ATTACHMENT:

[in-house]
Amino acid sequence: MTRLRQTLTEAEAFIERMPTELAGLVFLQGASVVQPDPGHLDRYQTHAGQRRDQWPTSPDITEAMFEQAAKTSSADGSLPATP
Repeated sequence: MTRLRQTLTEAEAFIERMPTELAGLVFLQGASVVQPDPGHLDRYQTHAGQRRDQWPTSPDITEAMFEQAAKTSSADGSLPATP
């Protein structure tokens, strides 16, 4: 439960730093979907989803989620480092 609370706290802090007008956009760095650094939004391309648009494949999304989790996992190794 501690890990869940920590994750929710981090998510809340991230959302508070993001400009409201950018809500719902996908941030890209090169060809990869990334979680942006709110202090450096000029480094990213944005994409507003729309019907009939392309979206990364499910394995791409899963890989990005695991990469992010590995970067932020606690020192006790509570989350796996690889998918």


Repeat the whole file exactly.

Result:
[in-house]
Amino acid sequence: MTRLRQTLTEAEAFIERMPTELAGLVFLQGASVVQPDPGHLDRYQTHAGQRRDQWPTSPDITEAMFEQAAKTSSADGSLPATP
Repeated sequence: MTRLRQTLTEAEAFIERMPTELAGLVFLQGASVVQPDPGHLDRYQTHAGQRRDQWPTSPDITEAMFEQAAKTSSADGSLPATP
């Protein structure tokens, strides 16, 4: 439960730093979907989803989620480092 609370706290802090007008956009760095650094939004391309648009494949999304989790996992190794 501690890990869940920590994750929710981090998510809340991230959302508070993001400009409201950018809500719902996908941030890209090169060809990869990334979680942006709110202090450096000029480094990213944005994409507003729309019907009939392309979206990364499910394995791409899963890989990005695991990469992010590995970067932020606690020192006790509570989350796996690889998918």